As per QR&O 19.015 and 19.02
"19.015 - LAWFUL COMMANDS AND ORDERS
Every officer and non-commissioned member shall obey lawful commands and orders of a superior officer.
(A) The expression "superior officer" includes a non-commissioned member. (See article 1.02 - Definitions
(B) Usually there will be no doubt as to whether a command or order is lawful or unlawful. In a situation, however, where the subordinate does not know the law or is uncertain of it he shall, even though he doubts the lawfulness of the command, obey unless the command is manifestly unlawful.
(C) An officer or non-commissioned member is not justified in obeying a command or order that is manifestly unlawful. In other words, if a subordinate commits a crime in complying with a command that is manifestly unlawful, he is liable to be punished for the crime by a civil or military court. A manifestly unlawful command or order is one that would appear to a person of ordinary sense and understanding to be clearly illegal; for example, a command by an officer or non-commissioned member to shoot a member for only having used disrespectful words or a command to shoot an unarmed child.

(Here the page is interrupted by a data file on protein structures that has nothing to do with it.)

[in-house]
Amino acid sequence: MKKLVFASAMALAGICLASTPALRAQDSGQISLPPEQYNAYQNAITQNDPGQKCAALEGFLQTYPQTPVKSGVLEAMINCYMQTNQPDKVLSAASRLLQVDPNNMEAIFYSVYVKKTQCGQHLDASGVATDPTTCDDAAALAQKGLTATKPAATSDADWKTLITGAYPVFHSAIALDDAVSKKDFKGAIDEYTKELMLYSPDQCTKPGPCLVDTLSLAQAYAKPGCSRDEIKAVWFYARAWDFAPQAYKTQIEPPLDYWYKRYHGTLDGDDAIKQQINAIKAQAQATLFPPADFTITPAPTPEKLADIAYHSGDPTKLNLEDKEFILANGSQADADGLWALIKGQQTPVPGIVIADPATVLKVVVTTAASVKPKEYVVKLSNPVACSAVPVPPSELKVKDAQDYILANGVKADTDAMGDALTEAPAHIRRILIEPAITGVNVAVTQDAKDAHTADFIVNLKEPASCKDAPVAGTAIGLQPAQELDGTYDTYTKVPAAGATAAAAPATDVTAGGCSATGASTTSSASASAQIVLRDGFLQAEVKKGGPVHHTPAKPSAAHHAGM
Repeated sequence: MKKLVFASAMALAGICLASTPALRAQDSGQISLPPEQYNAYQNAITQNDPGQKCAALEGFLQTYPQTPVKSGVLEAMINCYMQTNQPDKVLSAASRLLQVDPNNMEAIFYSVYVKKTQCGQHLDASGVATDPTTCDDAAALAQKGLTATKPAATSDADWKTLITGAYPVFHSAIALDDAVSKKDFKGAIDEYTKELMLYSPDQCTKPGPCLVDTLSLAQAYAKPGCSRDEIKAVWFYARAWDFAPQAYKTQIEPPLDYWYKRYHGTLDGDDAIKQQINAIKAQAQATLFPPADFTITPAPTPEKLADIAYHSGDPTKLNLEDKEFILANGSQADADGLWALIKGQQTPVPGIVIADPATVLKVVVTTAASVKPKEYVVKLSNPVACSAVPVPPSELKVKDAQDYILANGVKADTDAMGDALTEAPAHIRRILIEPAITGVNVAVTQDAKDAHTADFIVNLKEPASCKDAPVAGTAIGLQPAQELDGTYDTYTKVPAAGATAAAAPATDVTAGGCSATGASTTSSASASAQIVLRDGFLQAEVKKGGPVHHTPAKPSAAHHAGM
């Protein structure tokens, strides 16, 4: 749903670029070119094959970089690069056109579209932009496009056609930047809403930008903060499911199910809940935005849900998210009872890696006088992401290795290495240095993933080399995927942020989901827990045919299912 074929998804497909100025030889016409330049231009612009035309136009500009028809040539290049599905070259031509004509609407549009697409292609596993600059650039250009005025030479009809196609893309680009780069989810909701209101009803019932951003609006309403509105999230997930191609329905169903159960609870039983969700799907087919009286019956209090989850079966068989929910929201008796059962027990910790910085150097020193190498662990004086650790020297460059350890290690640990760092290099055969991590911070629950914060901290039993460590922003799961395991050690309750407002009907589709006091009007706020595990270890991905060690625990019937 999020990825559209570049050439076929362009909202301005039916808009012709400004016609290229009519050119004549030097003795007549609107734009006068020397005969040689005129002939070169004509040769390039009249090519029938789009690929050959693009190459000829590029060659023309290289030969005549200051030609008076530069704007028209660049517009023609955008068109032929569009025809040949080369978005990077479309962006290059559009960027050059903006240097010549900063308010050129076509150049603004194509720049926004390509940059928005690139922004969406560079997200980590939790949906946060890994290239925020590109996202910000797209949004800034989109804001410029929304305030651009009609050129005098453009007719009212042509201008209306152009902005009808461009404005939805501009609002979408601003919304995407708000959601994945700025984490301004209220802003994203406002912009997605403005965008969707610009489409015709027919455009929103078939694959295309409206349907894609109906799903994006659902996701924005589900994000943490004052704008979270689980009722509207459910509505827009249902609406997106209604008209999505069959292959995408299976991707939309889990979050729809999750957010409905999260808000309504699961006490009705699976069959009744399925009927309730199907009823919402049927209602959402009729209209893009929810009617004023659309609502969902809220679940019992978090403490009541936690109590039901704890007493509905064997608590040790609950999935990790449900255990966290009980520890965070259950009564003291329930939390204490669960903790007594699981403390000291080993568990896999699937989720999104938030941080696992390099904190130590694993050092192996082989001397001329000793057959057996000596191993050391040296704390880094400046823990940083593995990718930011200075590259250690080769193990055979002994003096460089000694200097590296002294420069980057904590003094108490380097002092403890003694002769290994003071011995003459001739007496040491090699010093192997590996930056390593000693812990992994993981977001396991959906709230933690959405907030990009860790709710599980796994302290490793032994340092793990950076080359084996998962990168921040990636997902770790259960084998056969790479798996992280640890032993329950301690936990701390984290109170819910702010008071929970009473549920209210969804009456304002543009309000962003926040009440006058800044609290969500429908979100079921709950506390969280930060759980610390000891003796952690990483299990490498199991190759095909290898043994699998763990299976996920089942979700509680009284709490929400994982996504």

(D) With respect to riots, subsection 32(2) of the Criminal Code
(Revised Statutes of Canada, 1985, Chapter C-46
"32. (2) Every one who is bound by military law to obey the command of his superior officer is justified in obeying any command given by his superior officer for the suppression of a riot unless the order is manifestly unlawful."
19.02 - CONFLICTING LAWFUL COMMANDS AND ORDERS
(1) If an officer or non-commissioned member receives a lawful command or order that he considers to be in conflict with a previous lawful command or order received by him, he shall orally point out the conflict to the superior officer who gave the later command or order.
(2) If the superior officer still directs the officer or non-commissioned member to obey the later command or order, he shall do so.